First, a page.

In Praise of Remixing Shakespeare
Why the Bard Would Have Approved of Contemporary Retellings
Though the adaptation of Shakespeare’s work into contemporary fiction enacts a shift in genre, the artistic processes involved are often akin to those undertaken by theatre companies. While some novels are more radically adaptive, many are driven by something resembling a directorial impulse to stage a “take” on a play, to tell a version of Shakespeare’s story which is consciously single, shedding the infinite possibilities of the unstaged text in embodying a single set of production choices. These productions—and the novels which resemble them—do not seek ways of presenting the plays “correctly” but ways of making them new.
Theatre is an immediate art form defined by its ephemerality, so it is unsurprising that companies seek relevance and urgency in their productions. The question many stage directors ask when they are choosing texts for their upcoming season is “why this play and why now?” Novelists adapting Shakespeare invariably start from similar points, seeking in the plays that which seems pressing in the present, even if that means filling absences or solving problems raised by the original. For a novelist working solely with words on the page, the directorial “take” on the play cannot be rendered simply with costume or set, and must necessarily push a book’s brand of newness into difference from the original.
My own reimaginings of Macbeth and Hamlet (cowritten with David Hewson) fall at the less adaptive end of the spectrum, refashioning the core stories as historical thrillers in the style popularized by George R. R. Martin’s Game of Thrones (itself inspired in part by Shakespeare’s history plays). Even our fairly unadaptive retellings of the stories began with the choice of a directorial angle of approach, an attitude to core ideas and characters very much on a par with the principles which might emerge from the first week of production rehearsals. With Macbeth, we set out to render the core couple likeable, even admirable, at the beginning of the story, drawing on historical sources Shakespeare did not incorporate in order to push back against the perceived demonization of Macbeth and (in particular) Lady Macbeth. With Hamlet, we decided to draw on the first quarto’s emphasis on action while also creating a new character, a young Yorik, son to the dead jester, who would be Hamlet’s (possibly imaginary) confidant. In so doing we did what novelists always do in this kind of work, taking elements from inside and outside the primary text in pursuit of something familiar but surprising, a hybrid form which is both the thing itself and the shadow cast by something prior.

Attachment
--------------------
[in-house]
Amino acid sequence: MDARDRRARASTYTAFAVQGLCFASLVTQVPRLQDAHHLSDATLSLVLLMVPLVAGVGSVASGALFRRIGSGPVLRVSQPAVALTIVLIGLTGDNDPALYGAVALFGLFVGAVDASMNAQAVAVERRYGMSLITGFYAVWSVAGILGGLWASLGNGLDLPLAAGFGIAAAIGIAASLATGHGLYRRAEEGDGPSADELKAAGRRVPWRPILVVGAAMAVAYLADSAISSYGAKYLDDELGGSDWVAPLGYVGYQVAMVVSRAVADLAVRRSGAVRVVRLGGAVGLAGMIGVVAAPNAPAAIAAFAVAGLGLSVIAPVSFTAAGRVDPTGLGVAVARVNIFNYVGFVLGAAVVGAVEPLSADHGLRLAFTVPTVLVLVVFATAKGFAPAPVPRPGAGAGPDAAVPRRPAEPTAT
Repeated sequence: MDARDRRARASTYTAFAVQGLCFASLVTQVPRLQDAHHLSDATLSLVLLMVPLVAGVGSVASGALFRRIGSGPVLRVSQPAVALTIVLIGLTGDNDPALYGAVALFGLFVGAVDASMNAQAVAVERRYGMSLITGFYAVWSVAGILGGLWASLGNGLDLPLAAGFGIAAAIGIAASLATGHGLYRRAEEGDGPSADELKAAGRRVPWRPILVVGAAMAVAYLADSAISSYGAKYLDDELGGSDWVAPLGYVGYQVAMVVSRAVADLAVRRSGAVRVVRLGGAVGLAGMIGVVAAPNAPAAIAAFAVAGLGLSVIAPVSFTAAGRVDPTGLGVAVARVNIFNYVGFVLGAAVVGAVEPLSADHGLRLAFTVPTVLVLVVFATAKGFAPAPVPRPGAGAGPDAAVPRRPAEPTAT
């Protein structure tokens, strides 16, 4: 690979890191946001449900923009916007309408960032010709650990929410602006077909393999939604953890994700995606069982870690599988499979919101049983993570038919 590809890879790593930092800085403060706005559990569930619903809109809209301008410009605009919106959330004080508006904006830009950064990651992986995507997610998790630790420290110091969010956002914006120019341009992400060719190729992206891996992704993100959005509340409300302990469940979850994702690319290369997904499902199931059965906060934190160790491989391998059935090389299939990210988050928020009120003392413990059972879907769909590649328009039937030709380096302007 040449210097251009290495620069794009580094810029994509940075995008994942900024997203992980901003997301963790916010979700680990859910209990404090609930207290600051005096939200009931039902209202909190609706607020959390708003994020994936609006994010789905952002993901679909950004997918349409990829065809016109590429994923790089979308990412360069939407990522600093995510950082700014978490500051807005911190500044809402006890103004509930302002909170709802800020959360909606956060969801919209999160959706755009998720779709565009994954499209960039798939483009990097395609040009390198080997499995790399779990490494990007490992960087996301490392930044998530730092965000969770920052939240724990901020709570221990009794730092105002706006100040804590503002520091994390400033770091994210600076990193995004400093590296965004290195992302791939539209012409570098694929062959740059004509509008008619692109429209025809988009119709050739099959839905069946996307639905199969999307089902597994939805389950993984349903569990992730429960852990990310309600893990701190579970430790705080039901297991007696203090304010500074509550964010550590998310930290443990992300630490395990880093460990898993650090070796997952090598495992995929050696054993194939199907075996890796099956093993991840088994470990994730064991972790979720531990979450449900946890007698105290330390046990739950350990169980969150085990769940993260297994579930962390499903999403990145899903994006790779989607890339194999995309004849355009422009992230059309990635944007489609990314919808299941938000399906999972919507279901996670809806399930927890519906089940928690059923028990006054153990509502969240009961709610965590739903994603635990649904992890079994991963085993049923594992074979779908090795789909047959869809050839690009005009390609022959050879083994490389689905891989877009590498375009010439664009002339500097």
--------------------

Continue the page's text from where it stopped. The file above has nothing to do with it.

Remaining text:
At the opposite end of the spectrum are adaptations so radical that the original is barely apparent in the shape of the story but makes its presence felt in other ways. In The Black Prince, for instance, Iris Murdoch builds a Hamlet novel which bears little resemblance to Shakespeare’s play in plot, setting, or character but which is nevertheless saturated by some of that play’s central preoccupations and concerns, drawing self-consciously on Hamlet as a literary and philosophical source text without retelling the play’s core story. The Black Prince is a character-driven murder mystery, but it is also replete with the psychosexual and existential angst of Hamlet as imagined by mid-20th-century scholarship, complicated by a specifically novelistic take on the epistemological issues which characterize the play. Hamlet’s persistent but problematic attempt to deduce the truth of his predicament from the behavior of others is, in Murdoch’s novel, extended through the device of an unreliable narrator (the protagonist, Bradley Pearson) whose version of the events leading to his conviction for murder are called into question by postscripts penned by the secondary characters.
Matt Haig’s The Dead Fathers Club, by contrast, relies upon the familiarity of the Hamlet narrative and invites the reader to make direct connections between what is happening to Phillip, the bereaved 11-year-old who tells the story in strangled and ungrammatical first person prose, and the story line of the Shakespeare play the book so closely resembles. As in Murdoch’s novel, the play’s study of epistemological crisis takes center stage as the book begins to call into question the reality of the paternal ghost with which Phillip converses, so that the novel’s study of fractured families, disconnected children, and communicative collapse is made all the more unsettling by the child’s pursuit of a vengeance against his uncle that is surely unjustified. Though Haig and Murdoch are telling quite different stories, both use Hamlet as a reflecting glass to deepen and complicate not only their own projects, but the reader’s sense of the original play as well.